I'm a writer (screenwriter), web producer and a fan of fandom. Helped start Variety.com and the now defunct bags and boards blog covering comics and comics-related items (which the great Tom McLean now uses as his own -- and it's great). Moved on to L.A. Times and Hero Complex, and am doing the s...
L.A., meet Frank Castle: Nathan Edmondson on his West Coast Punisher
Cullen, of course, voices many other characters. Notably, he is the voice of Eeyore in many Winnie the Pooh projects. But Optimus Prime will always be his most loved character. With another new animated iteration of the more-than-meets-the-eye robots and post-production happening on the new live-action “Bumblebee,” the 76-year-old Cullen took a look back at his decades-old origins with the franchise and how he and the business have changed — for better and for worse.
Instead of hanging out in the warm confines of Nashville's Bridgestone Arena, Sturgill Simpson decided to busk and answers question outside of this year's CMA Awards, and he did it all live on FacebookOften talked over by a man in the background with a microphone, Simpson spoke favorably of his pals, or wannabe pals, including Jason Aldean, Chris Stapleton, Miranda Lambert and Keith Urban ("We were homies, for like 5 minutes").
Since the film genre’s inception — generally thought to be the 1896 French short silent film "Le Manoir du Diable" (The House of the Devil) by French director Georges Méliès — audiences have been captivated and repelled. Whether it's a physical menace — from Frankenstein to Freddy Krueger — a psychological thriller like "The Haunting" or the tension of a found-footage movie like "The Blair Witch Project," horror continues to evolve.
Muck Rack makes it simple to find people, tweets, or articles that mention any name, keyword, company, hashtag etc. We've compiled this guide to help you make the most of your search.
Selecting a term
Start searching tweets, articles from media outlets, articles mentioned in tweets, journalists'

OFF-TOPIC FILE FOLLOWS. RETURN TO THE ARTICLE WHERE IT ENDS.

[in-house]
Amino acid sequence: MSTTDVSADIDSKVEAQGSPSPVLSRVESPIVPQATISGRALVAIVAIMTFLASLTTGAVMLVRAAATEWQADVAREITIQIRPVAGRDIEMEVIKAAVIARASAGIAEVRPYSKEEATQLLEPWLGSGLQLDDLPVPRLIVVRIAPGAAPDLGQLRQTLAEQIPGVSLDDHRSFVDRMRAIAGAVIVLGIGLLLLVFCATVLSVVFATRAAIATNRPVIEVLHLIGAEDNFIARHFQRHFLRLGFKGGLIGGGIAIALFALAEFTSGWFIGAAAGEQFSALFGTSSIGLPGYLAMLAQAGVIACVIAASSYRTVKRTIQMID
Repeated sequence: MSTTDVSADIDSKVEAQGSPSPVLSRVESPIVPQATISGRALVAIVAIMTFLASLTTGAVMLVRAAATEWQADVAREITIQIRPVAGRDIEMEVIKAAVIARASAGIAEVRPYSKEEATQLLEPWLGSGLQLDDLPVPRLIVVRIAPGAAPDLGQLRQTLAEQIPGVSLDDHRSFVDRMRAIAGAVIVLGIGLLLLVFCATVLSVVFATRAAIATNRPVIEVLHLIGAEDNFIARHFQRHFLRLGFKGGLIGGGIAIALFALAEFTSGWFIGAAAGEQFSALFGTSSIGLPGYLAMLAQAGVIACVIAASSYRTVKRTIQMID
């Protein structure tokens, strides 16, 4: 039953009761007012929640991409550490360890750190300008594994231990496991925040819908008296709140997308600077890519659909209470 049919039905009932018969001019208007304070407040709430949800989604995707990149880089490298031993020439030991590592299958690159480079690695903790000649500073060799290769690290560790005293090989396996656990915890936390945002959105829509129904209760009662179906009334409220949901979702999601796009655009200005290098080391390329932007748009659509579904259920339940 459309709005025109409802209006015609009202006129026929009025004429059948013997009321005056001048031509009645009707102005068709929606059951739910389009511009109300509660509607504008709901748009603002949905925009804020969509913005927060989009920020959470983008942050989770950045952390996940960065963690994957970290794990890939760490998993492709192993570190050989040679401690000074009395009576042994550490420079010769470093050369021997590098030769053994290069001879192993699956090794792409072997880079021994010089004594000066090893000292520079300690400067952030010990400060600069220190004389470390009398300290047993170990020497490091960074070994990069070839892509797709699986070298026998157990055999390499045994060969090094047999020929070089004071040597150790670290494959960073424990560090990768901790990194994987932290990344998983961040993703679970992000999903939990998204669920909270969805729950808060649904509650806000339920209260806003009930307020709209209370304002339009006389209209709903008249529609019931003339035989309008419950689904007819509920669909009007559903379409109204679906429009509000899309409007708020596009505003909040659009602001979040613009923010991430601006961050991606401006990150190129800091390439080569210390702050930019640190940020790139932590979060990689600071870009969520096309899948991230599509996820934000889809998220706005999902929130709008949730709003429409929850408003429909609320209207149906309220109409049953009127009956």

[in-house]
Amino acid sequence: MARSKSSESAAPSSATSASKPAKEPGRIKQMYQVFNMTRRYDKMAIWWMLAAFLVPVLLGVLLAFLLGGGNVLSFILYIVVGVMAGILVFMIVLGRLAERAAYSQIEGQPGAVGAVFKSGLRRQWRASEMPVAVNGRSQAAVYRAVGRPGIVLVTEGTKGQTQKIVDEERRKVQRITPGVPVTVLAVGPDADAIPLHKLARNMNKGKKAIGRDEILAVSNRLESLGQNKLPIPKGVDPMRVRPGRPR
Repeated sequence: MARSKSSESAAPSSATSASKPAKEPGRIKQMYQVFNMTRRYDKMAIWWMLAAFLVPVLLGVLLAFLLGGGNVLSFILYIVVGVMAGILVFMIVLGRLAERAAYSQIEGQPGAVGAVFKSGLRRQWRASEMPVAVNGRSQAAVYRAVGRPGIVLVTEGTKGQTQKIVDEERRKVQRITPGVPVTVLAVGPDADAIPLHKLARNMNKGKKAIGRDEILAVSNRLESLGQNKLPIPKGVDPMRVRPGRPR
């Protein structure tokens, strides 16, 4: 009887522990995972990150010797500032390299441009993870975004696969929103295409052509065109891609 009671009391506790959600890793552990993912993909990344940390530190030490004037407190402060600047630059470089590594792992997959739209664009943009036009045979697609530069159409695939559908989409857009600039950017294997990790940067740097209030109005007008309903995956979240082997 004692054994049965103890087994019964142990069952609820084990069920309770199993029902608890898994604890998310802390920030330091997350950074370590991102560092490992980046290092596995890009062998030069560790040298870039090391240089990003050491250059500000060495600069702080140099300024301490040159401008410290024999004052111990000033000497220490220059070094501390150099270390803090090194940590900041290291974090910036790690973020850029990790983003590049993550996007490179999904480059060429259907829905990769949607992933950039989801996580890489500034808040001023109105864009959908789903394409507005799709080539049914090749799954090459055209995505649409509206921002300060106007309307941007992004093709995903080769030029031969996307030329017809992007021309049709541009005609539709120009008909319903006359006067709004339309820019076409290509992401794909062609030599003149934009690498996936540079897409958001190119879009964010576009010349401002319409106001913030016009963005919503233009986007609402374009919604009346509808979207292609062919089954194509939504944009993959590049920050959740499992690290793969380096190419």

names, titles and bios with some suggested searches:
Companies or Topics (e.g. iPhone, Microsoft)
Phrases (e.g. "cloud computing") — use quotes to keep the terms together
Twitter handles (e.g. @username) — returns those who have mentioned or replied to
Names (e.g. "David Pogue")
Hashtags (e.g. #sxsw, #london2012)
Bio details (e.g. vegan, Olympics, father)
Muck Rack's Advanced Search allows for many boolean operators.
Find results that mention multiple specified terms, use AND or
+. For example, ensure each result contains both Elon Musk and Mark Zuckerberg by
searching Musk AND Zuckerberg or Musk + Zuckerberg.
Use the operators OR or , to broaden your search when you'd like either of
multiple terms to appear in results. (This is the default behavior of our search when no operators
are used). For example, results will contain either cake or cookie by searching cake OR cookie or cake,cookie
Use NOT or - to subtract results from your search. For
example, searching Disney will yield results about the Walt Disney Company as well as Walt Disney
World Resort. To exclude mentions of Disney World, search for Disney -World or Disney
When using one of these operators with a phrase, enclose it in quotation marks. For example, you can
find results about smartphones excluding Apple's iPhone 4S by searching smartphone -"iPhone
Exact case matching or punctuation
If you're searching for a brand name or keyword that relies on specific punctuation marks or capitalization, you can
find results that match your exact query by adding matchcase: before the keyword you're searching for, like matchcase:E*TRADE .
Use parentheses to separate multiple
boolean phrases. For example, to find journalists talking about having fun in Disney World or
Disneyland, search for ("disney world" OR disneyland) AND fun.
An asterisk can be used to search for any variation of a root word truncated by the asterisk. For example, searching for admin* will return results for administrator, administration, administer, administered, etc.
A near operator is an AND operator where you can control the distance between the words. You can vary the distance the near operation uses by adding a forward slash and number (between 0-99) such as strawberries NEAR/10 "whipped cream", which means the strawberries must exist within 10 words of "whipped cream".